Monday, November 2, 2015

Semper Fi, Sciline

Several years ago I was looking for a tool set called a Chapman. It is a small ratcheting handle and a collection of bits like screwdrivers and hex keys. I had borrowed one from a friend at the range and broke one of the tips and I wanted to replace it. I found it on a website called They sold tools of all sorts and varieties.
It wasn't a well laid out site and there was no online ordering, just an address and a phone number. Mixed in were references to the Marine Corps and Iwo Jima(archive). One interesting comment was "Sciline remembers, because Sciline was there".

I called the number. It must have been a small operation because Mr. Sciline answered the phone. Clearly an elderly man, he took my order for two Chapman tool sets and the expanded bit assortments. I bought one for my friend and one for me. Then I asked him if he was the veteran that remembered Iwo Jima.

We talked for almost an hour. I told him I had a been a Marine and was interested in history. He spoke of going in on D+1, of the losses, the battle, his experiences on the island, of knowing Ira Hayes and John Basilone. It was real and immediate, not glorified, but honest. This was before I had a cell phone and I was paying long distance charges, but I let him tell his story all the way. It ended with them embarking off the island when the Army took over and the remnants of his outfit were shipped out to recover and rebuild for the next operation. When the conversation wound down, I thanked him for his time and hung up.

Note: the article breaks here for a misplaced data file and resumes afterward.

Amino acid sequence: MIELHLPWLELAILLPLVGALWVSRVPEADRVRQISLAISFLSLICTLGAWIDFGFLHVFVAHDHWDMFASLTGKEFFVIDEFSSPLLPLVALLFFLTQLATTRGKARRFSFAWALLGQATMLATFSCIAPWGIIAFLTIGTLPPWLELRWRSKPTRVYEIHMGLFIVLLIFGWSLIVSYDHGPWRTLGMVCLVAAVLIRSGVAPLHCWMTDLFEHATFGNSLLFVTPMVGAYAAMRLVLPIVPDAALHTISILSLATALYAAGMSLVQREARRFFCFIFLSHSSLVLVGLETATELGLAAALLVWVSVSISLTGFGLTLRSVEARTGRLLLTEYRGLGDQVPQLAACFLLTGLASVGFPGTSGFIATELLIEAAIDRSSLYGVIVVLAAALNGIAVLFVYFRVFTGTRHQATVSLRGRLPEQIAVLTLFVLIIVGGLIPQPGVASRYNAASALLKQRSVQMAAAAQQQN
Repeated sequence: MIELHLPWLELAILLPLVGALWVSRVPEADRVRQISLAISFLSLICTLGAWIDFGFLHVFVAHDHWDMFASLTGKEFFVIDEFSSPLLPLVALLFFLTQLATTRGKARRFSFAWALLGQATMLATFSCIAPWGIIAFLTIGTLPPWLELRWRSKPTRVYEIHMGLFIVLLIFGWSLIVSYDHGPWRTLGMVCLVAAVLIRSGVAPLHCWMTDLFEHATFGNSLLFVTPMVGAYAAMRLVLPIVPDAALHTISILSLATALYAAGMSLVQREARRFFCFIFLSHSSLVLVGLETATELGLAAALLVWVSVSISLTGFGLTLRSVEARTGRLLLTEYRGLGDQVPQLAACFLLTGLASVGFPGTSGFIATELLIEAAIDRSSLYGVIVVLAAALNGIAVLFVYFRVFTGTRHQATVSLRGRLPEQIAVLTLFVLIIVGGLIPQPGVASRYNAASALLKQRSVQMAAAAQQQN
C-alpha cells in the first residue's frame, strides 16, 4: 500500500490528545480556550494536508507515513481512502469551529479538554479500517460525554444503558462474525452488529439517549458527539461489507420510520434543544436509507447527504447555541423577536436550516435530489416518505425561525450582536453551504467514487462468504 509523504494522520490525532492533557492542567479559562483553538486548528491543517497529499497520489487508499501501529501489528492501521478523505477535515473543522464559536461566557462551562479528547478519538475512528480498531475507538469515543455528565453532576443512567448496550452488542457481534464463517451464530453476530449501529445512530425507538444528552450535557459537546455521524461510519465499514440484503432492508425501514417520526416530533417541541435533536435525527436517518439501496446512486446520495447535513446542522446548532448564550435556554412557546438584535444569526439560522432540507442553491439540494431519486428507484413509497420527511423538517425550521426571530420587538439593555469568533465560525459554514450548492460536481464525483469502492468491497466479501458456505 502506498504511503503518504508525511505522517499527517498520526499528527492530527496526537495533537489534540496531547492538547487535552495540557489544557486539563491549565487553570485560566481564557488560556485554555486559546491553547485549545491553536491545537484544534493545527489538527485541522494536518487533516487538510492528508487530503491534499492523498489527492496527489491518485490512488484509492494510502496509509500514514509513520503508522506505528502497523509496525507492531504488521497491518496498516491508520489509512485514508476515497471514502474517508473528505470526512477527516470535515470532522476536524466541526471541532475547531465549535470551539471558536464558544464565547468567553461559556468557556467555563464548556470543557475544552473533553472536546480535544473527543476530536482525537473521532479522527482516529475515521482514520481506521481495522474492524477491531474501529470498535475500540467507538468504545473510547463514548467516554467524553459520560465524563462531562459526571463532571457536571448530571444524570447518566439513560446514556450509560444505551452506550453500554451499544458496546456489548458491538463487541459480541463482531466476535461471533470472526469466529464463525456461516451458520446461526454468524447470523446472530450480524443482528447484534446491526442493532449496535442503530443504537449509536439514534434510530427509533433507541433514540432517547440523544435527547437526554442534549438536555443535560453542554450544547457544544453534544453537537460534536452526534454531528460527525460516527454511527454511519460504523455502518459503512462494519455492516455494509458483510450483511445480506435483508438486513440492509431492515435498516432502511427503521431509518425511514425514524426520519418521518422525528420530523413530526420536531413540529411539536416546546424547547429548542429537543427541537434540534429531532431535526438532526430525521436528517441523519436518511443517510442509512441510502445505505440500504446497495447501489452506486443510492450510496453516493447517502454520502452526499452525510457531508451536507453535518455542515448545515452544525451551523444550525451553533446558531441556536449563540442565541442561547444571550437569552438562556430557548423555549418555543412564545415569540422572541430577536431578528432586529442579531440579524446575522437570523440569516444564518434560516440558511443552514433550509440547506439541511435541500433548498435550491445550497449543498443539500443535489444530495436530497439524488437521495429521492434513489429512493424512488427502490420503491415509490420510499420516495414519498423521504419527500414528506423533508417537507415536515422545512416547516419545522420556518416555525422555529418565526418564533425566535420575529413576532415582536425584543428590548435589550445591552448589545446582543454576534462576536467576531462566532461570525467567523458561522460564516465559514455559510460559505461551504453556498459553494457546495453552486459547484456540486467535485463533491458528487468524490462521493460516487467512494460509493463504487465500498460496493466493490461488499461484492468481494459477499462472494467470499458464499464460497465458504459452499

I was going to order a tool today and thought of him so I went to the bookmark I had saved and clicked it and got this. A placeholder site talking about medical devices. Sciline was gone.

The Internet Wayback Machine showed the page as I remembered it on May 12th, 2013.(archive) After that, it was still an active website advertising the tool business in June, 2013 but all the Marine Corps references were gone. Finally, it was completely shut down in December, 2014.

Semper Fi, Sciline. It was an honor and a privilege to have spoken with you.


harp1034 said...

You were indeed lucky to have talked with living history. The WW2 vets are few now. If you can talk to them, record it or take notes. My father was a bombardier-navigator on a sub hunter out over the Mediterranean. One uncle was a tail gunner on a B-17. He was there late in the war so he only flew eight missions. Another uncle was in the Navy. He was awarded the Navy Cross and Silver stare. He was on one of the ships hit by a kamikaze. Injured himself nevertheless his actions saved a bunch of sailors.

Guffaw in AZ said...

We should all remember these heroes.

How fortunate you are to have connected with one, however briefly.


Borepatch said...

I remember taking the (then 12 year old) #2 Son to Paris Island. The docent at the museum there had been at Chosin. His story sent a shiver up my back.

Semper Fi indeed.

drjim said...

One of the "side benefits" to volunteering on the Iowa is actually *working* with our Veterans.

One guy was at the Battle of Leyte Gulf, and had the USS Hoel shot out from under him.

Another was on the Iowa during her Korean service, and remembers the day the ship took two hits from a shore battery's 6" guns. One shot hit Turret Two and literally chipped the paint, and the other put a small hole in the outer hull.

The Iowa responded and mad the top of the hill where the gun was disappear.

And we have numerous other WWII Vets on our volunteer staff that served on other ships.

They all have their stories, and it's an honor to talk to them, and thank them.

And to a man, when you thank them for their service, they look at you and say "We were just doing what needed to be done".

Amazing men.....